In fact, McDonald’s is referring to this location as the Experience of the Future. While the vast airy environmental design changes are impressive, I was struck by a new service delivery model at the Chicago flagship wherein all ordering is done at kiosks (no person-to-person ordering), and table service delivers the food.

McDonald’s dramatic overhaul of the flagship store’s physical layout and service design prompted me to share thoughts about an overarching concept I refer to as experience design and to offer a few key elements I view as central to crafting relevant, engaging, and loyalty building experiences.

Experience Design Defined

Over the years I’ve seen a number of definitions for experience design, and I have cobbled together my own from the best definitions I’ve encountered. For me, experience design encompasses a range of disciplines which guide the creation of processes, products, services, and events optimized to produce quality interactions/moments/memories.

The first phase of experience design involves the quest for immersive knowledge about the wants, needs, desires, and preference of individuals for which the design is being crafted. It requires an understanding of what those individuals seek to accomplish/enjoy in their daily lives.

Beyond the initial customer research phase, experience design moves through three other stages:

Visioning

Prototyping

Implementation

Using McDonald’s Experience of the Future store as an example, I suspect the flagship store is designed for younger customer segments based on extensive consumer research. I further suspect that the consumer research was offered to cross-functional design teams tasked with imagining what a store of the future might look like if built expressly for that consumer segment (thinking beyond existing floorplans and service delivery mechanisms).

I also suspect that McDonald’s prototyped many of the floorplan changes and service modifications (e.g., kiosk ordering) in a variety of test markets and made ample tweaks along the way. Finally, I assume that the flagship store, not only represents an implementation of the Experience of the Future but will continue to function as an iterative learning lab for the brand.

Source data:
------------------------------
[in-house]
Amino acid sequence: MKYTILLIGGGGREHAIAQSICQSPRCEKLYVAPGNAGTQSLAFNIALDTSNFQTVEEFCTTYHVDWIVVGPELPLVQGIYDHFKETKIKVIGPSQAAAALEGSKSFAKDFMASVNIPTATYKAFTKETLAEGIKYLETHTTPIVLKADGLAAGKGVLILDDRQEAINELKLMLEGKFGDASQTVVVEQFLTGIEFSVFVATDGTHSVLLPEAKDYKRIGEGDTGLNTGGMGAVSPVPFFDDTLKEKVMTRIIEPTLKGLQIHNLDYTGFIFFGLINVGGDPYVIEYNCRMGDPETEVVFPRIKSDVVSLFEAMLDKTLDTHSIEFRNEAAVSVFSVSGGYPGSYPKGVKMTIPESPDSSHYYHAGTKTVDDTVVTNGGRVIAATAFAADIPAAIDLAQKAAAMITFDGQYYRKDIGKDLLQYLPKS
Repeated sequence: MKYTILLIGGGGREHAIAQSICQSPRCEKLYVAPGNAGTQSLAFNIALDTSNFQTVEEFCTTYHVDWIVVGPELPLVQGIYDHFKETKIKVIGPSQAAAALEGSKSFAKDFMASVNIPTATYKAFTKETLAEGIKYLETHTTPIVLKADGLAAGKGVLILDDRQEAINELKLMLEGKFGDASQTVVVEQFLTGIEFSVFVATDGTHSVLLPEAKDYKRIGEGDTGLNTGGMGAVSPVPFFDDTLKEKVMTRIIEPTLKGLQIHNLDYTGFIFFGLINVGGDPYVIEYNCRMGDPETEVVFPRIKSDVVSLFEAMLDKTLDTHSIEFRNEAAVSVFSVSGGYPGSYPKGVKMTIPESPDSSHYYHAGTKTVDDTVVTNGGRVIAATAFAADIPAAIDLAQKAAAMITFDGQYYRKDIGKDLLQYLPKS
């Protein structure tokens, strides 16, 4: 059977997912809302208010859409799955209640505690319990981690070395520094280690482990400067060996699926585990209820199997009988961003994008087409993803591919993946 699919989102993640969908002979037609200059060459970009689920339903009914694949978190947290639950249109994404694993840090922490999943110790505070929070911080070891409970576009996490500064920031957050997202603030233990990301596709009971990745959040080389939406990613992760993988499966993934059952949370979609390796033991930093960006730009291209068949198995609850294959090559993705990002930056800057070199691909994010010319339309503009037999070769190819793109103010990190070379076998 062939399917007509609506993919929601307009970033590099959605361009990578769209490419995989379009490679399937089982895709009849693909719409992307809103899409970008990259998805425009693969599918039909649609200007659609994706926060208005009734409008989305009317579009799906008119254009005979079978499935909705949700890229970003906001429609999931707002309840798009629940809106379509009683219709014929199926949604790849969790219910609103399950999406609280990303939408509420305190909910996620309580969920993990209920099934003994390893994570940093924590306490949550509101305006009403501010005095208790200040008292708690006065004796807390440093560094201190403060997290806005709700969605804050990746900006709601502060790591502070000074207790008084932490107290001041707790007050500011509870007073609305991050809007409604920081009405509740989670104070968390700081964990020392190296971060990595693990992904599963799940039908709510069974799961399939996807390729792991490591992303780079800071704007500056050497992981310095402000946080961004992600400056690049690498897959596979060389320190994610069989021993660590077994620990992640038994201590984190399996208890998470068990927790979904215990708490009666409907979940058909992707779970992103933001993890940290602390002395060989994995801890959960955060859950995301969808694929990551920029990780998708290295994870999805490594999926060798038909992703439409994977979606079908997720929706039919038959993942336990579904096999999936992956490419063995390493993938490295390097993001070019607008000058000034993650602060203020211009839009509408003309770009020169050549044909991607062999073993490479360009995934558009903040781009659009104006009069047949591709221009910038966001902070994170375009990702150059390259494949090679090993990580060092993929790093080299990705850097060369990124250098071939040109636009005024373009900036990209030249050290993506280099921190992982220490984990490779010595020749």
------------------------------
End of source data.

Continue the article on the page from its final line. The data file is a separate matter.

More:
Service Design Keys

Since I am not an expert in environmental design (I will leave that to the architects and interior designers), I will focus on a few keys to outstanding service experience design…so here it goes!

Outstanding service design requires that the design be:

  • Holistically focused on all stakeholders in the service ecosystem (e.g., taking care of customers at the expense of service providers is not sustainable)
  • The by-product of collaboration across an organization
  • Experimental and iterative in nature
  • Built to address interconnected needs across the customer journey
  • Authentic, tangible, and measurable
The Future and You

I suspect that future blogs will expand on topics of experiential design or service experience design, but for now, I am looking forward to visiting McDonald’s flagship Experience of the Future store and continuing to guide my clients to build relevant, engaging, and loyalty building experiences for their core customer segments now and into the future.

If you would like to discuss your experience design opportunities and processes, I would love to set aside time to chat. Simply contact us, and we’ll talk soon.

Joseph A. Michelli, Ph.D. is a professional speaker and chief experience officer at The Michelli Experience. A New York Times #1 bestselling author, Dr. Michelli and his team consult with some of the world’s best customer experience companies. Follow on Twitter: @josephmichelli

++ Want to receive exclusive content on how you can deliver extraordinary, memorable, and profitable experiences? Sign up for The Michelli Experience newsletter.

The post Your Keys to Outstanding Experience Design appeared first on Joseph Michelli.

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Joseph A. Michelli, Ph.D. is a professional speaker and chief experience officer at The Michelli Experience. A New York Times #1 bestselling author, Dr. Michelli and his team consult with some of the world’s best customer experience companies. Follow on Twitter: @josephmichelli

++ Want to receive exclusive content on how you can deliver extraordinary, memorable, and profitable experiences? Sign up for The Michelli Experience newsletter.

The post If Only Someone Had Told Me Sooner! {Infographic} appeared first on Joseph Michelli.